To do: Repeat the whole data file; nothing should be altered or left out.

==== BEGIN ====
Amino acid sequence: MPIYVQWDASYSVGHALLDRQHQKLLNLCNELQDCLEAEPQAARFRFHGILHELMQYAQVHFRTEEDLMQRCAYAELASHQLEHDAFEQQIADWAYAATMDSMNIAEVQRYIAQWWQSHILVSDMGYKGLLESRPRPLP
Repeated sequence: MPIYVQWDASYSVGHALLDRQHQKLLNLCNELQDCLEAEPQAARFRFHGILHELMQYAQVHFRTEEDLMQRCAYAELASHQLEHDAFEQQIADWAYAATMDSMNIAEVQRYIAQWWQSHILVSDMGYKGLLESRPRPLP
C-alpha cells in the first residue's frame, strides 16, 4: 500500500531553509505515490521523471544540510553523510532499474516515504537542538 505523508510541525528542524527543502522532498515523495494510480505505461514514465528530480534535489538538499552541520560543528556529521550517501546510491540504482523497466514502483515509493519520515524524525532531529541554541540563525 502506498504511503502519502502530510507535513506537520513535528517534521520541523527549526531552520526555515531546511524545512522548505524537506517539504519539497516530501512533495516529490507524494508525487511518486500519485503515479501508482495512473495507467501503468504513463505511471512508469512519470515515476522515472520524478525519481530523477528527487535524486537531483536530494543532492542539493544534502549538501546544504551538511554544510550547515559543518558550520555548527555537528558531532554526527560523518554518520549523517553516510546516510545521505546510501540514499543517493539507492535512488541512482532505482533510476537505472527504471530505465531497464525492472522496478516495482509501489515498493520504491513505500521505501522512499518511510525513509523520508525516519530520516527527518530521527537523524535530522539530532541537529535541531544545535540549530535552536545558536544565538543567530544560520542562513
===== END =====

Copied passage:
Amino acid sequence: MPIYVQWDASYSVGHALLDRQHQKLLNLCNELQDCLEAEPQAARFRFHGILHELMQYAQVHFRTEEDLMQRCAYAELASHQLEHDAFEQQIADWAYAATMDSMNIAEVQRYIAQWWQSHILVSDMGYKGLLESRPRPLP
Repeated sequence: MPIYVQWDASYSVGHALLDRQHQKLLNLCNELQDCLEAEPQAARFRFHGILHELMQYAQVHFRTEEDLMQRCAYAELASHQLEHDAFEQQIADWAYAATMDSMNIAEVQRYIAQWWQSHILVSDMGYKGLLESRPRPLP
C-alpha cells in the first residue's frame, strides 16, 4: 500500500531553509505515490521523471544540510553523510532499474516515504537542538 505523508510541525528542524527543502522532498515523495494510480505505461514514465528530480534535489538538499552541520560543528556529521550517501546510491540504482523497466514502483515509493519520515524524525532531529541554541540563525 502506498504511503502519502502530510507535513506537520513535528517534521520541523527549526531552520526555515531546511524545512522548505524537506517539504519539497516530501512533495516529490507524494508525487511518486500519485503515479501508482495512473495507467501503468504513463505511471512508469512519470515515476522515472520524478525519481530523477528527487535524486537531483536530494543532492542539493544534502549538501546544504551538511554544510550547515559543518558550520555548527555537528558531532554526527560523518554518520549523517553516510546516510545521505546510501540514499543517493539507492535512488541512482532505482533510476537505472527504471530505465531497464525492472522496478516495482509501489515498493520504491513505500521505501522512499518511510525513509523520508525516519530520516527527518530521527537523524535530522539530532541537529535541531544545535540549530535552536545558536544565538543567530544560520542562513